Fu Jen Catholic University was established by the Holy See in Beijing in 1925, and
entrusted to the Benedictine Fathers of St. Vincent's Archabbey in Latrobe,
Pennsylvania, USA. It was opened as a single college under the name of Fu Jen
Academy with Ying Lien-Chih as director. In 1926 Chen Yuan became director,
formed a Board of Trustees, and changed the name to Fu Jen Catholic University. The
Board of Trustees appointed Fr. O'Toole as President and Chen Yuan as Vice President.
In 1927, the Ministry of Education officially recognized Fu Jen as a University.
By 1929 the University had already expanded to three colleges--Liberal Arts,
Natural Sciences and Education, totaling twelve departments, with Chen Yuan as
With the world-wide economic depression of the 1930's, Fu Jen became too
great a financial strain on the Benedictine Order so that in 1933 the Holy See requested
the Society of the Divine Word to take charge of the University. In 1937, a research
center for typhus serum and two graduate schools--Chinese Literature and History--
Even after the Marco Polo Bridge incident, the invasion of Northern China and
the occupation of Beijing by the Japanese, the international character of Fu Jen
University saved it from a Japanese take over. With the deterioration of the relations
between Japan and the U.S., the American members of the faculty left in 1941 and were
replaced by German nationals, thus allowing Fu Jen to continue its work undisturbed.
At the end of the war with Japan, the Ministry of Education gave an award to Fu Jen for
its efforts during war time and granted official status without further screening to the
alumni who had been graduated during the occupation. In 1946, the College of
Agriculture was added. In 1949, the Communists invaded Beijing and took over the
University in 1950. In 1951, the University was confiscated and annexed to the
Normal Beijing University, thus putting a stop to all further development of Fu Jen
In 1956, Fu Jen Alumni Association proposed the re-opening of
Fu Jen Catholic University in Taiwan. In 1959, Pope John XXIII asked the then
Archbishop Yu Pin to begin work for the reestablishment of the University and then
appointed him to be its first President. In 1960, President Yu organized a Board of
Trustees, and Cardinal Thomas Tien was elected as the Chair of the Board of Trustees.
In April 1960, the Ministry of Education granted permission to restore Fu Jen in
In 1961, the Graduate Institute of Philosophy was opened at Chi-Lin Road in Taipei.
In 1963, the University purchased 30 acres of land in Hsinchuang, Taipei County, to
serve as the main campus. The same year the University was granted a share of the
successful candidates of the University Entrance Examinations and received the first
freshmen of the Colleges of Liberal Arts, Science and Engineering, and Law.
In 1967, Madame Chiang Kai-Shek was elected Chair of the Board of
Trustees. In 1978, Cardinal Yu Pin resigned as President but was appointed
superintendent of the University, and Archbishop Stanislaus Lokuang succeeded him.
In 1992, Archbishop Stanislaus Lokuang resigned and was conferred with the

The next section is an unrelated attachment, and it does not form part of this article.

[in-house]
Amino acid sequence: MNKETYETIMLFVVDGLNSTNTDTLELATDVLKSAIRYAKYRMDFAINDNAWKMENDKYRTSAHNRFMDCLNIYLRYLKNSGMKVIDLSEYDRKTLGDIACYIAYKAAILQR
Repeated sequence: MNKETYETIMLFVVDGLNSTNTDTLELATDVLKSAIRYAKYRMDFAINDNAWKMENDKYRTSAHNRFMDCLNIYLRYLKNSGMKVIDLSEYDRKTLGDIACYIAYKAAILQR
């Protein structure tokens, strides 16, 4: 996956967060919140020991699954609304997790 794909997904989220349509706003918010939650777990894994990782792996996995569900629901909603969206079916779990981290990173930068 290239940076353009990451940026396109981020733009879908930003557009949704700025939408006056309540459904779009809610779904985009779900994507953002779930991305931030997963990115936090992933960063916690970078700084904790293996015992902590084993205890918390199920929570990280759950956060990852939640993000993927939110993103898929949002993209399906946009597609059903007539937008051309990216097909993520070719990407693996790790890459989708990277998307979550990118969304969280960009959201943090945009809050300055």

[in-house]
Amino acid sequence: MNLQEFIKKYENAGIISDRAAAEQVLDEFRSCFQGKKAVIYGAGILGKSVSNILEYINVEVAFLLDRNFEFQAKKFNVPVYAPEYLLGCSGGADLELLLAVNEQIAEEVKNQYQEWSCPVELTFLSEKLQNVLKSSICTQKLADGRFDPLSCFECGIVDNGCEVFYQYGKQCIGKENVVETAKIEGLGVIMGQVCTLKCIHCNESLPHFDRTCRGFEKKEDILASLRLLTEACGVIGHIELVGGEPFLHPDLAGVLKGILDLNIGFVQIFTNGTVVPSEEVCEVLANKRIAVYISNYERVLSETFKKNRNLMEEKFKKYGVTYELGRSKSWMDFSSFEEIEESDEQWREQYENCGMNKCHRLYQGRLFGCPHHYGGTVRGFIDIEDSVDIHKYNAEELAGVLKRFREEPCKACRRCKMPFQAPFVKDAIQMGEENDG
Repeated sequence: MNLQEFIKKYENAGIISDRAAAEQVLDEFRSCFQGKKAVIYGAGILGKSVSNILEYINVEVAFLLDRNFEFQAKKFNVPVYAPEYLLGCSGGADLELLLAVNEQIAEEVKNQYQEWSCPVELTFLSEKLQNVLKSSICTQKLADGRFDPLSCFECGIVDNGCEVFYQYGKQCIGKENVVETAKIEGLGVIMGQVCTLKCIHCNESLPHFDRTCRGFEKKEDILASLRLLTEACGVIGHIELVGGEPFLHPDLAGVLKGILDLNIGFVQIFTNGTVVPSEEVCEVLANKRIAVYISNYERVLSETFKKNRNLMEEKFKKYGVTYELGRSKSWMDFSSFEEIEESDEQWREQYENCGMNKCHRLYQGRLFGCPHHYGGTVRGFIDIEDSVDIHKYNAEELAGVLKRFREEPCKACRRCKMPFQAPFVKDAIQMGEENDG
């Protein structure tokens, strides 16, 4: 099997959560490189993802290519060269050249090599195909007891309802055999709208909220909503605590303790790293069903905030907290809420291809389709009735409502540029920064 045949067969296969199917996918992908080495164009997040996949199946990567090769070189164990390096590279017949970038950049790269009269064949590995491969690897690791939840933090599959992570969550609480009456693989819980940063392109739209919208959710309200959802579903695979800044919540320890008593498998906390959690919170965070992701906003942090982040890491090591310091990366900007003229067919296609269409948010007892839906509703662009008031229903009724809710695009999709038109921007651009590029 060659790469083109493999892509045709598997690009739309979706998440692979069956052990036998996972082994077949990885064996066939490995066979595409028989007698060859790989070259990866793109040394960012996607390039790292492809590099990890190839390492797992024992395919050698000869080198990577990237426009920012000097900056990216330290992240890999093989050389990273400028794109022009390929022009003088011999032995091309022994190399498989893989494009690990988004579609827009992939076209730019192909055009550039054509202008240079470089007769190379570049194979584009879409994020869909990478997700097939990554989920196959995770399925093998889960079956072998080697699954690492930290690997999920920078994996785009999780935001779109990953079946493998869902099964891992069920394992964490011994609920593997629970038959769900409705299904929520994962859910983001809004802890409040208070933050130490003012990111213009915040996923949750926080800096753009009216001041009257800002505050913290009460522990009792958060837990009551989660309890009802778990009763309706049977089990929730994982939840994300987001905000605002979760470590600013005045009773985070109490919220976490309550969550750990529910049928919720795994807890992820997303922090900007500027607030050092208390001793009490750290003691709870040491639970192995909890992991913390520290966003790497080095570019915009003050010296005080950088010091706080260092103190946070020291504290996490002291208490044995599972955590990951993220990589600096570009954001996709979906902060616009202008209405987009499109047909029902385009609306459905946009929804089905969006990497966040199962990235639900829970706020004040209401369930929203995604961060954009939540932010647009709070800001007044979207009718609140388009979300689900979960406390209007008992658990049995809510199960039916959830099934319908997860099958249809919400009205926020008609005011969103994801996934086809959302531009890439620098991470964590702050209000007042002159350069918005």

honorable title " Rector Emeritus " of Fu Jen Catholic University. Archbishop Joseph Ti
Kang was appointed Chancellor of the University, and Monsignor Gabriel Chen Ying Ly
was inaugurated as President. In February 1992, Madame Chiang Kai-Shek resigned as
Chair of the board of Trustees but was conferred with the honorable title " Chair
Emeritus, " and Archbishop Paul Shan was elected to succeed her as the Chair. In July
1993, Archbishop Ti Kang was elected the Chair of the Board of Trustees. In February
1996, Monsignor Gabriel Chen Ying Ly completed his four-year tenure of office and
Professor Tuen-Ho Yang was elected to succeed him as the President. Since its
reestablishment in Taiwan, the University has grown and developed rapidly, making
progress in both quality and quantity.
At present, Fu Jen has a day and an evening division. The day division
consists of 8 colleges: Liberal Arts, Arts, Medicine, Science and Engineering, Foreign
Languages, Human Ecology, Law, and Management, and 40 departments. Currently,
we have 6 Ph. D. programs and 27 master's programs. The evening division has 14
departments. The total enrollment is nearly 18,000 students. More than 50.000 students
have graduated from Fu Jen since its re-opening in Taiwan.
The University is well known for the quality of its education and for
fostering the faculty's intellectual vitality by means of a well balanced division of labor
between research and teaching, and between general education and specialist training.
Currently, the faculty consists of more than 250 professors, more than 600 associate
professons and about 1000 lecturers, and more than 70 specialists in various fields, with
the majority enjoying full-time status.
Fu Jen is jointly administered by three constituent groups: the Chinese
Bishop Conference, the Society of the Divine Word, and the Society of Jesus. The
Chinese Bishop Conference is in charge of the colleges of Liberal Arts, the Arts, and
Medicine; the Society of Divine Word, the Colleges of Foreign Languages, Science and
Engineering, and Human Ecology; and the Society of Jesus, the colleges of Law and